Using Powerline fonts in the Linux text console
The Powerline addon for vim is a really nice little handy piece of work. However, if you do any of your work in the Linux text console (the non-GUI hardware text console, not a terminal window), Powerline becomes problematic because it uses special symbols to display its nice interface, and these aren’t commonly available in console fonts.
You can, however, install the Terminus set of bitmap fonts with the
Powerline symbols included. They’re in Powerline’s
fonts repo on Github, under
The tricky (or at least non-intuitive) part is getting them installed and functional. I’m going to tell you how to do it in Debian Jessie, and I believe this should also work in any recent version of Ubuntu. I can’t guarantee anything about any non-Debian-derived distros.
Copy the files
git clone https://github.com/powerline/fonts powerline-fonts cd powerline-fonts cp -r Terminus/PSF/*.psf.gz /usr/share/consolefonts
Edit system files to activate the fonts
I’ll show you what my
looked like before I installed the fonts, and then afterward.
# CONFIGURATION FILE FOR SETUPCON # Consult the console-setup(5) manual page. ACTIVE_CONSOLES="/dev/tty[1-6]" CHARMAP="UTF-8" CODESET="Lat15" FONTFACE="TerminusBold" FONTSIZE="14x28" VIDEOMODE=
# CONFIGURATION FILE FOR SETUPCON # Consult the console-setup(5) manual page. ACTIVE_CONSOLES="/dev/tty[1-6]" CHARMAP="UTF-8" VIDEOMODE= FONT="ter-powerline-v32b.psf.gz"
So basically you remove the
and add in a
FONT line that tells it which file to load. If you hadn’t
guessed this already, the numbers in the filenames indicate the pixel
size of the font, and the
b means normal or bold. Use whatever
you like. Note that if you’re using the default 640x480 or 800x600 console,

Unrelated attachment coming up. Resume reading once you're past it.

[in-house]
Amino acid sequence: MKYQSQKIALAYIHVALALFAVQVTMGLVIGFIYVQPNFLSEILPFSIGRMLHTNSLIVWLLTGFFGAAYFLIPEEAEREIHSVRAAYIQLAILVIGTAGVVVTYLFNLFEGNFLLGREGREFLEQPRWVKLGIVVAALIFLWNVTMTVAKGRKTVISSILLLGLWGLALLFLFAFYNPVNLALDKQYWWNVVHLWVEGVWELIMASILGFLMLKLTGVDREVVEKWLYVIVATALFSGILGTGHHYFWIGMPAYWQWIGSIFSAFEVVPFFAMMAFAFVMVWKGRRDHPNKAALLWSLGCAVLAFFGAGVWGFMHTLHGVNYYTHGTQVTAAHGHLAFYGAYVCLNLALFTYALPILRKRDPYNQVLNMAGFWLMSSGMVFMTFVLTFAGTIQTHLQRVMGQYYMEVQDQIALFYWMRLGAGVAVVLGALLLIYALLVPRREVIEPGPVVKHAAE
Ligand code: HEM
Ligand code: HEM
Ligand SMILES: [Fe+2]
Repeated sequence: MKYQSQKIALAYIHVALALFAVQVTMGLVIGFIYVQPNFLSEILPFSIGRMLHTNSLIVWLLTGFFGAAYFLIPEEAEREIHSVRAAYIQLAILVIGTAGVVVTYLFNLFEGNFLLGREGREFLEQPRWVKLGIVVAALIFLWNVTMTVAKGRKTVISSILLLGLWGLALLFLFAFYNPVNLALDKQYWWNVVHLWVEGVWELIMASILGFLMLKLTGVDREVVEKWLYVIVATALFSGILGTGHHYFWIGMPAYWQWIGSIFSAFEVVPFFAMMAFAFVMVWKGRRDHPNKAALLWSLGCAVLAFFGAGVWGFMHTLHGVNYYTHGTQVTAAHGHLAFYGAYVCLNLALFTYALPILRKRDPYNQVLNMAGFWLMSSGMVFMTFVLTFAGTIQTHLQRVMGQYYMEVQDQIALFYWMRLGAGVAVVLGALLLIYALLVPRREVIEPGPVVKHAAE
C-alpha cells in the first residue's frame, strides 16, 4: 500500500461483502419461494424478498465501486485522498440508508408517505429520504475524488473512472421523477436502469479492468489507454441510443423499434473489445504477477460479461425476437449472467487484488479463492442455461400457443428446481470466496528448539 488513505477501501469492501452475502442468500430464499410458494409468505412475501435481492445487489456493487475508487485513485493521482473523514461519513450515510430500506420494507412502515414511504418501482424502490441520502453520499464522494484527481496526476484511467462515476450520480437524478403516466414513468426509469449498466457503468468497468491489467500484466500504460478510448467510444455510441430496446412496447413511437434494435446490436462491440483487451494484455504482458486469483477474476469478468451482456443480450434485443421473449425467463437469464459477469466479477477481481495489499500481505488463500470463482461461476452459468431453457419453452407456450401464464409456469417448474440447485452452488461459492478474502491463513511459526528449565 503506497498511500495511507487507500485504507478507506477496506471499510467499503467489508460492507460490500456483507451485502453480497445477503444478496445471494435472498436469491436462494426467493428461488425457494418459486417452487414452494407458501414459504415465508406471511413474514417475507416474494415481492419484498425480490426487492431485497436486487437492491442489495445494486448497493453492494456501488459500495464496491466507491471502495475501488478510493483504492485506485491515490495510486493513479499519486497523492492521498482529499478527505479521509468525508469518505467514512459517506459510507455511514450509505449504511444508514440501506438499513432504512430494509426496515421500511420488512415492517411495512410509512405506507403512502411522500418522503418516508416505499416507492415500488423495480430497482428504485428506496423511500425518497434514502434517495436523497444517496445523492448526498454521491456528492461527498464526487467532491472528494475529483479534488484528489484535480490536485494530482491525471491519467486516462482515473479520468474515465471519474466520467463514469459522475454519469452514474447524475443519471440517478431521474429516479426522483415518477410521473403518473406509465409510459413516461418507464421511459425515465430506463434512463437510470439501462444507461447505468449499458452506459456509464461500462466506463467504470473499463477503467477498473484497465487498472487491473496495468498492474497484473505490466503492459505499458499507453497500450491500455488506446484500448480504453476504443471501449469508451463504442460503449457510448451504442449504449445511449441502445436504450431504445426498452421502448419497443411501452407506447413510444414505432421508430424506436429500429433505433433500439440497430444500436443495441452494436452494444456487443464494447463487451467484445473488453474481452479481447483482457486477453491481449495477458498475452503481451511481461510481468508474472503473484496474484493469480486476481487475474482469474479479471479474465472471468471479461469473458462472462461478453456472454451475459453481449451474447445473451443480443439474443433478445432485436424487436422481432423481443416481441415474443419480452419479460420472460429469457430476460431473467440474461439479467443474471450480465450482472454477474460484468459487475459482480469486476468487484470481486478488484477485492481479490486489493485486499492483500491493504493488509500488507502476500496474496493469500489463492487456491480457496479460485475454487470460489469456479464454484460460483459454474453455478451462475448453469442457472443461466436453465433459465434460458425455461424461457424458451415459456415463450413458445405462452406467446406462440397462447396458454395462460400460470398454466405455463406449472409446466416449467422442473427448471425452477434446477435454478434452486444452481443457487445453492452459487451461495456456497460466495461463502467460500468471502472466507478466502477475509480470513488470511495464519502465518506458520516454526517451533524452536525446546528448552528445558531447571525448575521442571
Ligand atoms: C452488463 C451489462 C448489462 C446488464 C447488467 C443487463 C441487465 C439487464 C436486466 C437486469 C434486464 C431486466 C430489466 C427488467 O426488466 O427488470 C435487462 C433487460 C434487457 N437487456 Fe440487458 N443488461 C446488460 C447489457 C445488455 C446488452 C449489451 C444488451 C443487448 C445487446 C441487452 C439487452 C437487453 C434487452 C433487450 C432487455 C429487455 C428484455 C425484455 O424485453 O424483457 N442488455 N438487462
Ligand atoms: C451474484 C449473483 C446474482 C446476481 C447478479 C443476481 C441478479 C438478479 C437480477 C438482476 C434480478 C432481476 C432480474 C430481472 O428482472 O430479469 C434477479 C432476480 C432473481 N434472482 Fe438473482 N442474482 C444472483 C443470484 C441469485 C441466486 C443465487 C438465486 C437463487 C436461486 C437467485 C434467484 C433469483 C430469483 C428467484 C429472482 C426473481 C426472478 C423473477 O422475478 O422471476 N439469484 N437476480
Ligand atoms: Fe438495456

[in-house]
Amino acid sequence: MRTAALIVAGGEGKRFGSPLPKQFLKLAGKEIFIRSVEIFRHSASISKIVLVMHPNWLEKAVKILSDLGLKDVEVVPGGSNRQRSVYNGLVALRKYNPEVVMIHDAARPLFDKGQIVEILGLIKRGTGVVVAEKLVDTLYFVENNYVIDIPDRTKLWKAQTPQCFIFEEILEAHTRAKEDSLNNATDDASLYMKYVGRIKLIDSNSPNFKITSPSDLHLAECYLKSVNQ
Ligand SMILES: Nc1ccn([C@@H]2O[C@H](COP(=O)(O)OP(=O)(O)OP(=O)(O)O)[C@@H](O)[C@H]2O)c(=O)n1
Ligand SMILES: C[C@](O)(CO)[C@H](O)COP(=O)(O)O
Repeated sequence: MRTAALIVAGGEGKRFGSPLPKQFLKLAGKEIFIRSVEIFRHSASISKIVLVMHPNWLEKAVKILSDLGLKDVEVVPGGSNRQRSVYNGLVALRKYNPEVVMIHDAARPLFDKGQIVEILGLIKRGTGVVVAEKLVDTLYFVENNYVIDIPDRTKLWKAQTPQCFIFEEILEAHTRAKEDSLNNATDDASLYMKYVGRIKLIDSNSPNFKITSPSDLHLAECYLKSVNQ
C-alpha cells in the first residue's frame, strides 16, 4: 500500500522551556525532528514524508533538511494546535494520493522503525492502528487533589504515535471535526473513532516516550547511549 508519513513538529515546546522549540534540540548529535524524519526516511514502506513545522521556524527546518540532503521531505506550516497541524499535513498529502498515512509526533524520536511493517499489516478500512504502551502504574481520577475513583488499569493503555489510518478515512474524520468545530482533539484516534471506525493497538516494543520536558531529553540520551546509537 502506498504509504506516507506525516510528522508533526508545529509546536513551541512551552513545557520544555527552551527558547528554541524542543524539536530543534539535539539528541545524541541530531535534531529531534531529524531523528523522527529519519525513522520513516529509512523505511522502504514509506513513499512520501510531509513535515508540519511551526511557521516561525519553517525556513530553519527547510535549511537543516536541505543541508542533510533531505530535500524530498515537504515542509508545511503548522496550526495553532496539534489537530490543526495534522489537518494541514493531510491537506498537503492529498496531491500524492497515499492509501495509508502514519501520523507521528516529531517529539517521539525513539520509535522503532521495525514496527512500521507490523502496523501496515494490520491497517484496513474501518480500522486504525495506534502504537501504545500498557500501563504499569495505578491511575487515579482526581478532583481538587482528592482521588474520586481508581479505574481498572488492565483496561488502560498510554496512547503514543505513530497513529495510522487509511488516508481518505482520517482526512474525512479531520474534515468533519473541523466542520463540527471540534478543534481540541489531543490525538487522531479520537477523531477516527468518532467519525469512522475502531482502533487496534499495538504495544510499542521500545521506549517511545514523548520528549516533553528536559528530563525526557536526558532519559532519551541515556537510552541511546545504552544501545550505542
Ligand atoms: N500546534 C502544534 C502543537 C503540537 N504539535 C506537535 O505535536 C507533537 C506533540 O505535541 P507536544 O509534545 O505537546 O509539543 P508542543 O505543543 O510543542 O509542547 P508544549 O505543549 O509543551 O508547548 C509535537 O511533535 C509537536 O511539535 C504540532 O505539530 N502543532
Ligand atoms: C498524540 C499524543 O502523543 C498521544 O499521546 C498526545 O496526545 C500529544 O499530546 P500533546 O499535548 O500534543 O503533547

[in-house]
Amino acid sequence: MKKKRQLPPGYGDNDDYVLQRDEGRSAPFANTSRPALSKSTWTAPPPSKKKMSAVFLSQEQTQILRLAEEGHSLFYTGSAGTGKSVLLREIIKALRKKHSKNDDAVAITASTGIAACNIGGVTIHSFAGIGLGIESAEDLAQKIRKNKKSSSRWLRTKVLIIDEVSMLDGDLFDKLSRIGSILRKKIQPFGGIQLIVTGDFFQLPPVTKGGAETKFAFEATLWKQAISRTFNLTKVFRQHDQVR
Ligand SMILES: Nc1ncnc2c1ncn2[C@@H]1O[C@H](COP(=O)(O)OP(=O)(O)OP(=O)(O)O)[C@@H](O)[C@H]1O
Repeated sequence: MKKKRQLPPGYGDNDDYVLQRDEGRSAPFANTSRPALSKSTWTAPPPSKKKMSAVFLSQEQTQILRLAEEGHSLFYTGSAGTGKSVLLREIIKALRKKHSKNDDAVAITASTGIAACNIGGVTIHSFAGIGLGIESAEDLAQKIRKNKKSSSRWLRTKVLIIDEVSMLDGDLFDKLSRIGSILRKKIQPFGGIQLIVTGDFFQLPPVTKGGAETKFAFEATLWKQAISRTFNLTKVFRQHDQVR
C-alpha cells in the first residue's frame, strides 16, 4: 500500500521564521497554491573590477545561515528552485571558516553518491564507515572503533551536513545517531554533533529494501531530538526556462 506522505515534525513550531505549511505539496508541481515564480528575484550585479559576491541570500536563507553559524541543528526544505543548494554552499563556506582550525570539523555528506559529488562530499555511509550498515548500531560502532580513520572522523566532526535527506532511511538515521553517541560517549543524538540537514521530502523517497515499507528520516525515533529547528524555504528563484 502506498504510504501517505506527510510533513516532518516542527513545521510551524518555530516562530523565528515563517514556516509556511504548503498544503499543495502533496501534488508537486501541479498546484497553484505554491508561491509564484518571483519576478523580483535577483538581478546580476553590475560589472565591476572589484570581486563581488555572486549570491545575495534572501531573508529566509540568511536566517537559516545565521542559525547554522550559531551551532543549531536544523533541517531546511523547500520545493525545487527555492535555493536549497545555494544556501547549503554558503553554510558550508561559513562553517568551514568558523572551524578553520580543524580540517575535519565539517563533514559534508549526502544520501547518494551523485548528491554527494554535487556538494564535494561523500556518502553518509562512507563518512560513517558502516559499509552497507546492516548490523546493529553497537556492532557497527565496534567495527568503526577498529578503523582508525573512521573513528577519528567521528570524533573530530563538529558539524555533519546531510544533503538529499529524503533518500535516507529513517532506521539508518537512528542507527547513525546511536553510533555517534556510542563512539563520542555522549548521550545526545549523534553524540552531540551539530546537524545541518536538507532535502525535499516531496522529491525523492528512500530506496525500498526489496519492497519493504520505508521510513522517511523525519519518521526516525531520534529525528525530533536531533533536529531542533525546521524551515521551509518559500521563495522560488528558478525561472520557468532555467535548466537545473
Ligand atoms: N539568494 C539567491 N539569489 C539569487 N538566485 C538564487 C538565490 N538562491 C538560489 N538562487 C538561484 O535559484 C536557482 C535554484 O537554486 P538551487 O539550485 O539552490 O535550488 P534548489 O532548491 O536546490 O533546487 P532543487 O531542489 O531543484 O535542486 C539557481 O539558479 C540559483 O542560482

the larger sizes will probably be way too big, unless you’re trying to
relive your glory days with a Commodore VIC-20. OK, I just seriously dated
myself by saying that. Oh well.
You might need to change your
/etc/default/grub file to tell
the kernel to use a resolution that allows for the font size
you want to use. There are two ways of doing this: the old
and the new.
The old way is to use the
vga= parameter on the kernel
command line. You need to use a specific numbered mode id
(see the table in this Wikipedia article under the
heading Linux video mode numbers,) and note that your hardware
may not support all modes. In addition, this method is deprecated,
so at some point it might stop working.
But for now, to use this, look for the line
/etc/default/grub that begins with
At the end of the quoted text in that line, add the
parameter and whichever number corresponds to the resolution
and bit depth you want.
Again, standard modes are more likely to work (i.e., 640x480, 800x600, 1024x768, etc.)
The new way is to change or add two parameters to the
- Add or uncomment
GRUB_GFXMODEand set it to
bitdepth. That is, for example,
GRUB_GFXMODE=1024x768x16. (256-color mode is bitdepth 8, of course, 256 being the 8th power of 2.)
- Add or uncomment
Don’t forget to run
update-grub after changing the
file, otherwise your changes will have no effect.
Test and reboot
Once you’ve copied the files and edited the configuration files, you can
test out the setup (if you’re in the text console already) by running the
setupcon utility. It may not work if you had to change the
parameters, so in that case you’ll have to reboot.
When you reboot, the boot process will read the
console-setup file and
load your preferred font. And there you go. Hopefully you didn’t screw
it up, because I’m not sure how you’d recover if the console font
becomes unreadable, except for using
ssh to get in and change it back.